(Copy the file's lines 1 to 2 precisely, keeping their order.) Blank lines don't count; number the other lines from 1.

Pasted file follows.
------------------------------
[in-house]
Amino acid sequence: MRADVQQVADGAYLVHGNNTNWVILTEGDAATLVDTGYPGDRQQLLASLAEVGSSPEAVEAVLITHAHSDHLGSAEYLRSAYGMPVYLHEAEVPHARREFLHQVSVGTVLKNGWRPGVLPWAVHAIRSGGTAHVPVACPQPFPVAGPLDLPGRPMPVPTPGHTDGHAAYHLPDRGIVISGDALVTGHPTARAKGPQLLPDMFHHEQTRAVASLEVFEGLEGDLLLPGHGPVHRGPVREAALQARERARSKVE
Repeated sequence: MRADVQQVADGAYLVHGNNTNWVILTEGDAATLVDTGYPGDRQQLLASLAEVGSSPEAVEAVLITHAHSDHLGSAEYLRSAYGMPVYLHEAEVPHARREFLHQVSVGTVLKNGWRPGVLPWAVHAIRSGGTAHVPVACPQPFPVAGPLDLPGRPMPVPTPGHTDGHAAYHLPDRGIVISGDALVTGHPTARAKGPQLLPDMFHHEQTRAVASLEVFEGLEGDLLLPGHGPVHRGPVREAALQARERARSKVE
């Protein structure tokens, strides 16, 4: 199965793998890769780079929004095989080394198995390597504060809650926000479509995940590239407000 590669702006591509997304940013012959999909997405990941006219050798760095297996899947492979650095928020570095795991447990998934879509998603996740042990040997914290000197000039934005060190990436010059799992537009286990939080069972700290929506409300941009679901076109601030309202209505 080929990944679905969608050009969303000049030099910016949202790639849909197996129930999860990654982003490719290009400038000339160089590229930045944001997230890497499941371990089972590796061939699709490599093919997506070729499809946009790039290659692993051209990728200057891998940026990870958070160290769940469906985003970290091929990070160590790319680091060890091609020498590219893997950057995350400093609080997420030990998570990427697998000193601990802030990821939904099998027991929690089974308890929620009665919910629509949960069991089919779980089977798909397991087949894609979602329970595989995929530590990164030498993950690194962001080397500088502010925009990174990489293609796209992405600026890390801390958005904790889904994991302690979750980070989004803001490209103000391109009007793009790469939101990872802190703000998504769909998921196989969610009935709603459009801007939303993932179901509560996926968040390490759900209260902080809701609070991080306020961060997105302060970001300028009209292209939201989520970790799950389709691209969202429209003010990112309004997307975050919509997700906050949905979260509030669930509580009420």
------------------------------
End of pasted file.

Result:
[in-house]
Amino acid sequence: MRADVQQVADGAYLVHGNNTNWVILTEGDAATLVDTGYPGDRQQLLASLAEVGSSPEAVEAVLITHAHSDHLGSAEYLRSAYGMPVYLHEAEVPHARREFLHQVSVGTVLKNGWRPGVLPWAVHAIRSGGTAHVPVACPQPFPVAGPLDLPGRPMPVPTPGHTDGHAAYHLPDRGIVISGDALVTGHPTARAKGPQLLPDMFHHEQTRAVASLEVFEGLEGDLLLPGHGPVHRGPVREAALQARERARSKVE